Mexico arrests Gulf drug cartel leader
MEXICO CITY - Agence France-Presse
This mugshot from the US Drug Enforcement Administration website shows captured Mexico's Gulf drug cartel Mario Ramirez Trevino on August 17, 2013. AFP photoMexican soldiers on Saturday captured the leader of the Gulf drug cartel, the second major blow in a month to the crime syndicates that have terrorized the country for years.
Soldiers captured Mario Armando Ramirez Trevino in a Saturday morning operation, the interior ministry said in a brief statement, describing him only as "the head of a criminal organization that operated in the north of the country." This is the second drug kingpin captured by the government of President Enrique Pena Nieto following the July 15 arrest of Miguel Angel Trevino Morales, the head of the paramilitary Zetas cartel. Pena Nieto, who took office in December 2012, has pledged to reduce drug-related violence that has resulted in more than 70,000 deaths since 2006.
Ramirez Trevino, thought to be 51, became head of the once-powerful Gulf cartel after its former leader, Jorge Eduardo "El Coss" Costilla, was arrested in September 2012.
The Gulf cartel first emerged smuggling liquor during the Prohibition era in the 1930s and is one of Mexico's oldest criminal groups. Even though it has lost considerable terrain to rivals since its heyday in the mid 2000s, it retains key smuggling routes in eastern and northeastern Mexico.
Ramirez Trevino was captured in Rio Bravo, near the Texas border, according to a justice source in the northeastern state of Tamaulipas. Mexican military helicopters buzzed across the region on Saturday.
The United States had offered a $5 million reward for information leading to Ramirez Trevino's arrest. The Gulf cartel boss was indicted in a US federal court in 2008 on crimes related to trafficking cocaine and marijuana from Mexico into the United States.
The interior ministry said it would hold a press conference on Sunday to discuss the details of his arrest.
Military checkpoints were set up outside Rio Bravo and the nearby border town of Reynosa, while soldiers and marines patrolled the streets, local media reported. Soldiers also took control of the international airport at Reynosa.
Reportedly a former drug addict, Ramirez Trevino -- also known as "El Pelon" ("Baldy") and "X-20" -- rose to lead the Gulf cartel group that controlled criminal activities in the key smuggling town of Reynosa, across the Rio Grande river from McAllen, Texas.
In recent months he reportedly asserted his leadership over the cartel by crushing a rival faction.
Ramirez Trevino earlier worked closely with Osiel Cardenas Guillen, a former powerful cartel leader arrested in 2003 and currently serving a lengthy prison sentence in the United States.
Under Osiel Cardenas the Gulf cartel hired the Zetas -- elite anti-drug commandos that deserted and turned to the dark side -- to work as their enforcement arm. But the Zetas turned on their employers in 2010 and in a series of bloody turf battles took over most of their territory.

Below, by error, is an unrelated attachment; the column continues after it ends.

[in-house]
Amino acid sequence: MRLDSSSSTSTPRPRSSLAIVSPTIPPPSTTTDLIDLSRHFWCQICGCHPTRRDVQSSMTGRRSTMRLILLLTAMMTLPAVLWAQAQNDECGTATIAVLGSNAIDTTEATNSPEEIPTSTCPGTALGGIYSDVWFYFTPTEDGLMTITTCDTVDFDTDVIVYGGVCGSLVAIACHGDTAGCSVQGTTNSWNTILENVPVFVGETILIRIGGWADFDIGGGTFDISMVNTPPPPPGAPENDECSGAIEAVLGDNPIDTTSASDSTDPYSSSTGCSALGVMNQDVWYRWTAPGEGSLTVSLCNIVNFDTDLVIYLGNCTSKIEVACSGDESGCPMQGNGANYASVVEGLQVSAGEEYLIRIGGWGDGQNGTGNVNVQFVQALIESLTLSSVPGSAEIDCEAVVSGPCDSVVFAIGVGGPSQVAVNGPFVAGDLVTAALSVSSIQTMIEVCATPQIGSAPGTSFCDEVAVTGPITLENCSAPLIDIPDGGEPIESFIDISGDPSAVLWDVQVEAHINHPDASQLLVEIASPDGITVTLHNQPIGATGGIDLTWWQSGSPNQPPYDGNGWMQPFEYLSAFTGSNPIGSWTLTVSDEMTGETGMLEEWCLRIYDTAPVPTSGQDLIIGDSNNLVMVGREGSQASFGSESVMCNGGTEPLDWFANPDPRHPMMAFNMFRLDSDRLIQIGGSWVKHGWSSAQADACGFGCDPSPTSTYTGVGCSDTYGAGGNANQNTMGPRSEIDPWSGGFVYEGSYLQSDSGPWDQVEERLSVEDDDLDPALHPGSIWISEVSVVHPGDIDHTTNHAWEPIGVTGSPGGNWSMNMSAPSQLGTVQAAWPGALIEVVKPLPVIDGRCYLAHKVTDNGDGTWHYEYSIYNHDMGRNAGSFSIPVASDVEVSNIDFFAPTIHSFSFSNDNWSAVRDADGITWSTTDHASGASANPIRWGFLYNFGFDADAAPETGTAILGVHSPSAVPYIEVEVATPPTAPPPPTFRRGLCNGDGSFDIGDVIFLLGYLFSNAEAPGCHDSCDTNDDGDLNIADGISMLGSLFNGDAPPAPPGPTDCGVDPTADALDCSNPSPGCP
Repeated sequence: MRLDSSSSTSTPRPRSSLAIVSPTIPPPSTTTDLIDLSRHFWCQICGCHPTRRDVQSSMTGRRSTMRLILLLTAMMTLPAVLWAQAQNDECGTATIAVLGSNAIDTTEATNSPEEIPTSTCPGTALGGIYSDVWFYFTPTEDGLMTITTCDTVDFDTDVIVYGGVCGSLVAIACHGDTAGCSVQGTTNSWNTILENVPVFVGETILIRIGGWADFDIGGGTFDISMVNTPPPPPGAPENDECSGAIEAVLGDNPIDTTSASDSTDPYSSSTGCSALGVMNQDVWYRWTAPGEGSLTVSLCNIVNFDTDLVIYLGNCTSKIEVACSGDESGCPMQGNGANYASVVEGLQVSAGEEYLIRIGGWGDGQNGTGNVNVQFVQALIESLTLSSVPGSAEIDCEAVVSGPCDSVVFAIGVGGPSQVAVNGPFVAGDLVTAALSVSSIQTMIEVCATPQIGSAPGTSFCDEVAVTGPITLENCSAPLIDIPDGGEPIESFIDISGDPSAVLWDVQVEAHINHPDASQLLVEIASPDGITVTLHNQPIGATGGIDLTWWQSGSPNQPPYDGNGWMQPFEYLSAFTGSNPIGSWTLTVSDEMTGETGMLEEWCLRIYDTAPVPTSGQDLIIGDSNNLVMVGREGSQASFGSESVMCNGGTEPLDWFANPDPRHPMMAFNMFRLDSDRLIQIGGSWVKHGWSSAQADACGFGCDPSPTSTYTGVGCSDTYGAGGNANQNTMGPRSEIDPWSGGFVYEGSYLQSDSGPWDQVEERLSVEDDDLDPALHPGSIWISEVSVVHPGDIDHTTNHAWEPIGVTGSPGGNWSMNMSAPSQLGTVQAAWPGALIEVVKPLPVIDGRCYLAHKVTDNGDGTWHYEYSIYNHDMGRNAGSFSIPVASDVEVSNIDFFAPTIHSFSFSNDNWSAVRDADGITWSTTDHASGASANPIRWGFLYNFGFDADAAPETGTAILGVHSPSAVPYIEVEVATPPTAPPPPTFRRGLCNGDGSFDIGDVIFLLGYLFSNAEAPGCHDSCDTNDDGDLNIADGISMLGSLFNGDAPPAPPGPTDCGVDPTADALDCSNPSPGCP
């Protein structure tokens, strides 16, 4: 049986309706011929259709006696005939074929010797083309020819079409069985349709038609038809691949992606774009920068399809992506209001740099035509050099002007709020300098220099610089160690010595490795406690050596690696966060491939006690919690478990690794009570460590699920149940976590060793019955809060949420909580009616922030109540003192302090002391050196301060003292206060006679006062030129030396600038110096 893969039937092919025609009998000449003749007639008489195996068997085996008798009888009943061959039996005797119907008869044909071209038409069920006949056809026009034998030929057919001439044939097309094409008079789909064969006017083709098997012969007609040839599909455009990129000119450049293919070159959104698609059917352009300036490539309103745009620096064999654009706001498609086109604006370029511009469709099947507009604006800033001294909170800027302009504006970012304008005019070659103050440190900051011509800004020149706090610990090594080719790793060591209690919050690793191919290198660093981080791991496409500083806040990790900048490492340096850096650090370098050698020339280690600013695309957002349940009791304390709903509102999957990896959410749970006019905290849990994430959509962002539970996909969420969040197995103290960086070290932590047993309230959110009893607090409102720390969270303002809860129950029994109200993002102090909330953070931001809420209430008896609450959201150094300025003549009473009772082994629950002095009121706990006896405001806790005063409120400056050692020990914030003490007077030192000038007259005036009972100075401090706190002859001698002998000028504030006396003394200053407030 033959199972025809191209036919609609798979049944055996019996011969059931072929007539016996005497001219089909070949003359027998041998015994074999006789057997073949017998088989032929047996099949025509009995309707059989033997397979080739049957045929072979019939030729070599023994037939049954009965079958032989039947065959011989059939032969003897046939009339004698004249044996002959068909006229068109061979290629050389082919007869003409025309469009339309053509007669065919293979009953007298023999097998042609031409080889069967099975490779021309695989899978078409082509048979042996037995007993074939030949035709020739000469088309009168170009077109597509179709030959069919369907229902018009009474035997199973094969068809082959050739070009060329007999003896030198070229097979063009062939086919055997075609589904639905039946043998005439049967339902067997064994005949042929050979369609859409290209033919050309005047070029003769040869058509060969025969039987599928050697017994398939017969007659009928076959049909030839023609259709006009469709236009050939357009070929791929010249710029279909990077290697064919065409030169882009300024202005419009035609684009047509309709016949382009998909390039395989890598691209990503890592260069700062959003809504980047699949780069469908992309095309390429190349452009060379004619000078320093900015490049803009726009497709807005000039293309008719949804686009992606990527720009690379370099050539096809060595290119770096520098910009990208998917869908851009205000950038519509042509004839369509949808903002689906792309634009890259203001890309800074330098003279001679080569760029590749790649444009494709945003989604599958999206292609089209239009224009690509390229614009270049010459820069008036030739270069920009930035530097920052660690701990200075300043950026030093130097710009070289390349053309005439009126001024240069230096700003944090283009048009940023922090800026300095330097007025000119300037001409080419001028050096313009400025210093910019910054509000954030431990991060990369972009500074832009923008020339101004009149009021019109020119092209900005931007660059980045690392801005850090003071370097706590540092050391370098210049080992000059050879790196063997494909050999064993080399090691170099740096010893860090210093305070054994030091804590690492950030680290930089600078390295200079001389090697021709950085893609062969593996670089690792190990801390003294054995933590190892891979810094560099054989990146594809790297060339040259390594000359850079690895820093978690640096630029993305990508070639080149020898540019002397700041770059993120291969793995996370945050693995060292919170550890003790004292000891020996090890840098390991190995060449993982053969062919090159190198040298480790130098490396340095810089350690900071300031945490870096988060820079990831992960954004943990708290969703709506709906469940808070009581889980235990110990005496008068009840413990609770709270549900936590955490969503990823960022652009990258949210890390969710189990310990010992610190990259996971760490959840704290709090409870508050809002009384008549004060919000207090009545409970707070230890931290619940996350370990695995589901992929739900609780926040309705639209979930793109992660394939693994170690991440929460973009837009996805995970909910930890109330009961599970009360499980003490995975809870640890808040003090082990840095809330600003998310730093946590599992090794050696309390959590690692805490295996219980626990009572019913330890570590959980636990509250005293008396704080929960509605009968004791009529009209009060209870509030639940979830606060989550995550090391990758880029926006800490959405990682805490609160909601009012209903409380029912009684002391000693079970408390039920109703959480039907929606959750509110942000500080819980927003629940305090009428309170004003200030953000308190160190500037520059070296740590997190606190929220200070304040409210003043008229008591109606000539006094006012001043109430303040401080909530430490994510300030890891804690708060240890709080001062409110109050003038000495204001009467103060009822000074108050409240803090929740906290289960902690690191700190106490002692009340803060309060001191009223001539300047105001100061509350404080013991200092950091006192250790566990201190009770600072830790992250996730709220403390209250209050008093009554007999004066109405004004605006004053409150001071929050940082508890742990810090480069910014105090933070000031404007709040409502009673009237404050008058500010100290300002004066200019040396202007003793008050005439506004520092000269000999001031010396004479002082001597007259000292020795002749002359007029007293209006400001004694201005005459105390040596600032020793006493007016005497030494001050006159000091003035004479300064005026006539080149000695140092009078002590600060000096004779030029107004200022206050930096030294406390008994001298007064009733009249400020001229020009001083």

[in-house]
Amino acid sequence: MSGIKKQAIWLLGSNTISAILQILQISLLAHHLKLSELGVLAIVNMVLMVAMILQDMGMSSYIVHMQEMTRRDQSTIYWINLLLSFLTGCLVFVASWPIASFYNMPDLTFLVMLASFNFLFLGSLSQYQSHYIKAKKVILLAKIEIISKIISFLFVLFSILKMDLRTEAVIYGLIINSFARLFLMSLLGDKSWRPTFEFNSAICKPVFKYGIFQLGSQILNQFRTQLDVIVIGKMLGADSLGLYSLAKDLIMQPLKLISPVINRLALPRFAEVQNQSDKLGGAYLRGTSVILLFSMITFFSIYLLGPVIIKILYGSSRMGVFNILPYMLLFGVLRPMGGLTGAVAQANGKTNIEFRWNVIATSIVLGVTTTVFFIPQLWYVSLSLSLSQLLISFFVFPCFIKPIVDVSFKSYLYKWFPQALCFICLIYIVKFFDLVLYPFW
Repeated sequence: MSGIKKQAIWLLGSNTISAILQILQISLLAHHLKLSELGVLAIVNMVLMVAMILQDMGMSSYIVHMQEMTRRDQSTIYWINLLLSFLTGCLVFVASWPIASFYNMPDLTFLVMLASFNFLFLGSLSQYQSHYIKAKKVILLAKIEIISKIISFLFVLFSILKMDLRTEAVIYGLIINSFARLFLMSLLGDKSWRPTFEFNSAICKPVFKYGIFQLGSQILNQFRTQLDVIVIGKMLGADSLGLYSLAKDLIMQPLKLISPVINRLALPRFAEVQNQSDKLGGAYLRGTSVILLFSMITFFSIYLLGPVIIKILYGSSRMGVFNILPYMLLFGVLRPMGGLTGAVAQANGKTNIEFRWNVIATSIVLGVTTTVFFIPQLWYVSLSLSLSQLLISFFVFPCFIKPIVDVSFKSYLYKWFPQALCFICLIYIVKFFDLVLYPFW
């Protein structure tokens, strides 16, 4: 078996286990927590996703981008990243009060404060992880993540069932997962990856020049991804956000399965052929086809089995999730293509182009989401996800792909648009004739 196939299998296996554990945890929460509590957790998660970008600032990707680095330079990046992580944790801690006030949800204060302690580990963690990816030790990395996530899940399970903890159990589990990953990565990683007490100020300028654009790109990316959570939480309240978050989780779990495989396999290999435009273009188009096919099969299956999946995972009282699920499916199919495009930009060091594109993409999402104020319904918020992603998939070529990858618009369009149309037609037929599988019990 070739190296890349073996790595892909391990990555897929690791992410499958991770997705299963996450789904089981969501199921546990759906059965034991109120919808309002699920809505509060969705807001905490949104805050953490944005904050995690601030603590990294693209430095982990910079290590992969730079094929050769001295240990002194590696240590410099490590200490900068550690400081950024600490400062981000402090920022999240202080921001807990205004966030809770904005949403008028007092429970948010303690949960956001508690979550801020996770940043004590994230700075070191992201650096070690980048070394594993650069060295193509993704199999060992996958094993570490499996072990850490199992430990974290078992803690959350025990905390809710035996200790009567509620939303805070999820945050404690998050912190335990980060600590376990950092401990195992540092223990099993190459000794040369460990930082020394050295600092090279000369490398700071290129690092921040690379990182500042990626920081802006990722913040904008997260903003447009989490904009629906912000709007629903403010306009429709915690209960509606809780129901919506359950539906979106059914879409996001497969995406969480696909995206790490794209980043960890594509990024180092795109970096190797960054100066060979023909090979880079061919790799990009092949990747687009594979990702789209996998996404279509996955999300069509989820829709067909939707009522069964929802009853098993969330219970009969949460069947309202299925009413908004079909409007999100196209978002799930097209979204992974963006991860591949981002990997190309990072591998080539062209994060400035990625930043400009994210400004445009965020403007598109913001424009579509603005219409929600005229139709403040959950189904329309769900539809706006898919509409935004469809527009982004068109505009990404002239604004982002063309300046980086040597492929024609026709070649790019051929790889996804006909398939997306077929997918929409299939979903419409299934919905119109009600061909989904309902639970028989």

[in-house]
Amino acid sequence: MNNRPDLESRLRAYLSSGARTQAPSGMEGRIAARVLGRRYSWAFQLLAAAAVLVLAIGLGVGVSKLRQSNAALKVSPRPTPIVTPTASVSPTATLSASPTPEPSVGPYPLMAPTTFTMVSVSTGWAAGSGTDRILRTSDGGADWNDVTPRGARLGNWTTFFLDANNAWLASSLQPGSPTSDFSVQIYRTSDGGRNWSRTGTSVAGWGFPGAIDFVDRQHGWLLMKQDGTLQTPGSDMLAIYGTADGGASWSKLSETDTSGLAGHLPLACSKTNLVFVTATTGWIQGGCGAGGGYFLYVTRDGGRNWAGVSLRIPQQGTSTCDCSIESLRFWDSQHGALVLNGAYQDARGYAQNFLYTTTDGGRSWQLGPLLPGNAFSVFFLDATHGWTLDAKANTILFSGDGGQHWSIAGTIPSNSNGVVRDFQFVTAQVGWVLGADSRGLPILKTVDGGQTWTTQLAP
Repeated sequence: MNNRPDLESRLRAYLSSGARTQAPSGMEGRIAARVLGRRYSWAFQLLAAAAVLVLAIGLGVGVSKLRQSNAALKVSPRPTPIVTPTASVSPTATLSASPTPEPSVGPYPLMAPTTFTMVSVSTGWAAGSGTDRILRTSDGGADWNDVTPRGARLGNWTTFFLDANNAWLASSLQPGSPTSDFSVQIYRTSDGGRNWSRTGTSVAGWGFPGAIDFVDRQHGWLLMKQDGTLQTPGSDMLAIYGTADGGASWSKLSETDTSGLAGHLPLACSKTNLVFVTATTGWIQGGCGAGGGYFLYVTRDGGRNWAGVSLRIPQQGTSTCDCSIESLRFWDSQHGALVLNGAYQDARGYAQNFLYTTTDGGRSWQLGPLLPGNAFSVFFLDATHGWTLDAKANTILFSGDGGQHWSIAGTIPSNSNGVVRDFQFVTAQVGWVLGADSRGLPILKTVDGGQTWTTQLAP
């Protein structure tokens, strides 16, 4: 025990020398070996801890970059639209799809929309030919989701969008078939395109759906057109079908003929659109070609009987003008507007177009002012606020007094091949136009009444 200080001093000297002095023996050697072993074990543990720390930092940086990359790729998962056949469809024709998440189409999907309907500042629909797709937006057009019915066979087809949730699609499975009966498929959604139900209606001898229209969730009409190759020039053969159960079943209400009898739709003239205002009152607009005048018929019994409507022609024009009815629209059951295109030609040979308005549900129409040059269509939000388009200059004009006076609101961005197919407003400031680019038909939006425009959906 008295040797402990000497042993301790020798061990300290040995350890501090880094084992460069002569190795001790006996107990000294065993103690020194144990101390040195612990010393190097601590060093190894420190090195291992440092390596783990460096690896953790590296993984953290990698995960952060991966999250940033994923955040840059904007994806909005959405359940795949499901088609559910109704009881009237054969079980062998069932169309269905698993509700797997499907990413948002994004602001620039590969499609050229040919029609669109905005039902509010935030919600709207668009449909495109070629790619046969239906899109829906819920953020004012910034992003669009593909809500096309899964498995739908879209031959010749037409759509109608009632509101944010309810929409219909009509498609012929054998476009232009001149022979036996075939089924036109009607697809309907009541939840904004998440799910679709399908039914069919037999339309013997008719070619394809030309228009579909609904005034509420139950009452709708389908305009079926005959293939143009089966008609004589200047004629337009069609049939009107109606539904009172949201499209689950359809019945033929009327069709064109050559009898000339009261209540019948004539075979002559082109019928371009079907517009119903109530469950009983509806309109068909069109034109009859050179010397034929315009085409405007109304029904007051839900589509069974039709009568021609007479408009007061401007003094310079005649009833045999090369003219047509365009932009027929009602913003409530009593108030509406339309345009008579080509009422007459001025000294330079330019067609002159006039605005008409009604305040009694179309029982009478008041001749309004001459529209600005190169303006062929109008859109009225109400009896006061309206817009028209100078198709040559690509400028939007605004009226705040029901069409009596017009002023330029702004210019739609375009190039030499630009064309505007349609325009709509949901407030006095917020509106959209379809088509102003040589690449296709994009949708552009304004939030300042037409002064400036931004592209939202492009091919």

The Zetas now battle the western Sinaloa Federation for control of the major drug trafficking routes to the United States. The Sinaloa gang is headed by Joaquin "El Chapo" (Shorty) Guzman, Mexico's most wanted man.
The captured former head of the Zetas, alias "Z-40," is currently being held in a maximum security prison in Mexico.
The two high-profile successes in Mexico help balance out some major setbacks, including the surprise release of jailed drug lord Rafael Caro Quintero, convicted in the 1985 torture and killing of US Drug Enforcement Administration agent Enrique Camarena and his Mexican pilot.
A local judge in the state of Jalisco on August 7 ordered that Caro Quintero be released, claiming procedural mistakes in his case. The Mexican government has since ordered his detention again after receiving a US extradition request. Mexicans have become so outraged by the cartels' violence and distrustful of authorities that in some areas residents have taken up arms and formed self-defense groups.
The bodies of 24 people were found in two states where vigilantes have been especially active, local officials said Saturday.
The remains of nine men with their hands tied and apparently tortured to death were found in a remote region of the western state of Michoacan, local officials told AFP.
In the nearby state of Guerrero eight people were killed in a battle with self-defense groups, state police said, while another seven bodies were found late Friday in Taxco, also in Guerrero.
A shadowy pseudo-religious regional cartel, the Knights Templar, are active in the area.